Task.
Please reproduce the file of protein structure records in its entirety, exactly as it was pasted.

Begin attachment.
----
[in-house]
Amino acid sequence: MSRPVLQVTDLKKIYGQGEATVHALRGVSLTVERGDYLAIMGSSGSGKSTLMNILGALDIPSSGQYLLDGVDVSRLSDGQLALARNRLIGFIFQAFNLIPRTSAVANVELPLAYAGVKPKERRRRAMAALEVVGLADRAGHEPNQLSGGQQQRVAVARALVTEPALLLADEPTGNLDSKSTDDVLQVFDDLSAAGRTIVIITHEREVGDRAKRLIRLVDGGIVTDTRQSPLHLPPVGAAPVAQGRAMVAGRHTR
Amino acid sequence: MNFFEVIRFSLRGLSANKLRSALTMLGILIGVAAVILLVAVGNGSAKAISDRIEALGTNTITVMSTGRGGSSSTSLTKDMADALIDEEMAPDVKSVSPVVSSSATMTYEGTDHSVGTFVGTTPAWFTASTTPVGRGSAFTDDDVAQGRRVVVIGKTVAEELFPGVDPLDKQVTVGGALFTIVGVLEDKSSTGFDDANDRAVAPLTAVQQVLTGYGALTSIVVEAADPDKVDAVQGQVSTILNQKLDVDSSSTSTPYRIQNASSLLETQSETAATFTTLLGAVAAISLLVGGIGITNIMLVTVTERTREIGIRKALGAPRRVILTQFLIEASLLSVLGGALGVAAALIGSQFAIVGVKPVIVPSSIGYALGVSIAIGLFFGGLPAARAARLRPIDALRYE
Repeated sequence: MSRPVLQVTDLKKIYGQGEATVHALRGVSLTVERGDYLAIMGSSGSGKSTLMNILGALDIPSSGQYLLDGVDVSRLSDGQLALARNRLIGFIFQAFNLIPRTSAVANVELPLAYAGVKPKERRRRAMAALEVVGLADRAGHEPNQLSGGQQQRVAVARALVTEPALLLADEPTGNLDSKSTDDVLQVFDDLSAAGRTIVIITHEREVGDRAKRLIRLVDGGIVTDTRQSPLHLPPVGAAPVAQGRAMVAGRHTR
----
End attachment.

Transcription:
[in-house]
Amino acid sequence: MSRPVLQVTDLKKIYGQGEATVHALRGVSLTVERGDYLAIMGSSGSGKSTLMNILGALDIPSSGQYLLDGVDVSRLSDGQLALARNRLIGFIFQAFNLIPRTSAVANVELPLAYAGVKPKERRRRAMAALEVVGLADRAGHEPNQLSGGQQQRVAVARALVTEPALLLADEPTGNLDSKSTDDVLQVFDDLSAAGRTIVIITHEREVGDRAKRLIRLVDGGIVTDTRQSPLHLPPVGAAPVAQGRAMVAGRHTR
Amino acid sequence: MNFFEVIRFSLRGLSANKLRSALTMLGILIGVAAVILLVAVGNGSAKAISDRIEALGTNTITVMSTGRGGSSSTSLTKDMADALIDEEMAPDVKSVSPVVSSSATMTYEGTDHSVGTFVGTTPAWFTASTTPVGRGSAFTDDDVAQGRRVVVIGKTVAEELFPGVDPLDKQVTVGGALFTIVGVLEDKSSTGFDDANDRAVAPLTAVQQVLTGYGALTSIVVEAADPDKVDAVQGQVSTILNQKLDVDSSSTSTPYRIQNASSLLETQSETAATFTTLLGAVAAISLLVGGIGITNIMLVTVTERTREIGIRKALGAPRRVILTQFLIEASLLSVLGGALGVAAALIGSQFAIVGVKPVIVPSSIGYALGVSIAIGLFFGGLPAARAARLRPIDALRYE
Repeated sequence: MSRPVLQVTDLKKIYGQGEATVHALRGVSLTVERGDYLAIMGSSGSGKSTLMNILGALDIPSSGQYLLDGVDVSRLSDGQLALARNRLIGFIFQAFNLIPRTSAVANVELPLAYAGVKPKERRRRAMAALEVVGLADRAGHEPNQLSGGQQQRVAVARALVTEPALLLADEPTGNLDSKSTDDVLQVFDDLSAAGRTIVIITHEREVGDRAKRLIRLVDGGIVTDTRQSPLHLPPVGAAPVAQGRAMVAGRHTR